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Comment: Where are all the gay indie musicians?

Nell Frizzell June 19, 2009
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From Elton John to Will Young, pop music has had a long and often celebrated gay history. Stephen Gateley was sent flowers by the Spice Girls and Freddie Mercury sang ‘We are the champions’.

So, who are the guitar-wielding alternative acts championing their gay identity?

Although many young gay indie or alternative acts like Bradford Cox from Deerhunter cite Kurt Cobain in all his dress-wearing glory as an early inspiration, for the generation before, it was all about David Bowie.

When Bowie performed on Top of the Pops as Ziggy Stardust in 1972, in a lycra catsuit with his arm around Mick Ronson (of The Spiders From Mars), it brought the gay side of glam rock out into the mainstream. As Ian McCulloch from Echo and the Bunnymen said: “As soon as I heard Starman and saw him on Top Of The Pops I was hooked. I seem to remember me being the first to say it, and then there was a host of other people saying how the Top Of The Pops performance changed their lives.”

Pete Shelley, singer and guitarist of Buzzcocks told “By 1971 or ’72 David Bowie came out, and I was a big Bowie fan as well. To me that seemed right, that’s who I am. The problem with saying you were gay was that your girlfriend used to get very confused. For many years bisexuality seemed to be a non-existent status. Straight people consider you to be gay and gay people consider you to be straight, or gay but without any commitment.”

It is often claimed that Shelley’s 1978 hit Ever Fallen in Love (With Someone You Shouldn’t’ve) described this struggle with bisexuality, and brought a discussion of loneliness and confusion into the fairly straight-dominated world of punk.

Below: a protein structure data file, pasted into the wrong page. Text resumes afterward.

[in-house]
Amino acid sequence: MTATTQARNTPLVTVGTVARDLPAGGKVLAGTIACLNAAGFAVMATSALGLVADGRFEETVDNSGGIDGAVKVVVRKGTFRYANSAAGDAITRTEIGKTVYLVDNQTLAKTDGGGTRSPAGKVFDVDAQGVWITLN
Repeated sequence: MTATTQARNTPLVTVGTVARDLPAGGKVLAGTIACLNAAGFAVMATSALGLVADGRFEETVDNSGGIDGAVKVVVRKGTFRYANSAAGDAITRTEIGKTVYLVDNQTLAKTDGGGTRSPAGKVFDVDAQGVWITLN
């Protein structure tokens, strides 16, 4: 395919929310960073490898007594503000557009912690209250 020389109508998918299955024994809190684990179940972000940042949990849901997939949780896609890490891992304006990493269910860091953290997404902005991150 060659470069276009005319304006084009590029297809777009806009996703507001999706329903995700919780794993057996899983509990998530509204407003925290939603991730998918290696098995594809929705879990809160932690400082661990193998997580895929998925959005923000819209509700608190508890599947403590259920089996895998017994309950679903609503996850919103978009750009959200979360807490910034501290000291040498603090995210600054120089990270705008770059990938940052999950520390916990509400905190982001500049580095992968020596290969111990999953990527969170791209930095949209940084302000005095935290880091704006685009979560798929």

So, what of modern musicians? Well, many indie or alternative acts have shied away from discussing sexuality. Michael Stipe only described himself as a “queer artist” to Time magazine in 2001, after two decades of media speculation. “I was being made to be a coward about it, rather than someone who felt like it really was a very private thing,” Stipe told the magazine.

As well as protecting their privacy, many gay acts shy away from being openly gay because of a still perceived risk to their career. As Rufus Wainwright told Spin: “It’s important for famous people to be an example for gay teens. But if they stay in the closet, they’re going to make a lot more money.”

However, there seems to have been something of a recent surge in popularity for gay alternative acts, or indie acts with gay members. The Gossip closed Glastonbury, Grizzly Bear opened for Radiohead in North America and Placebo’s new album Battle for the Sun is attracting very positive ‘return to form’ reviews.

Last year, Dan Gillespie Sells, the singer of The Feeling, said: “The world would be a healthier place if people were more honest about their sexuality and the entertainment industry would be healthier if people were more honest full stop.”

But, perhaps focusing on sexuality isn’t the point. As Ed Droste, the front man of Grizzly Bear, told “There are tonnes of different types of gay musicians that are doing music. Deerhunter is a total shoe-gazer/My Bloody Valentine type of thing. Patrick Wolf is very theatrical. And we’re just sort of folky. So, sure — why not? I fit in. I’m not stressed about it.”

Nell Frizzell is a freelance journalist. Her blog can be found at

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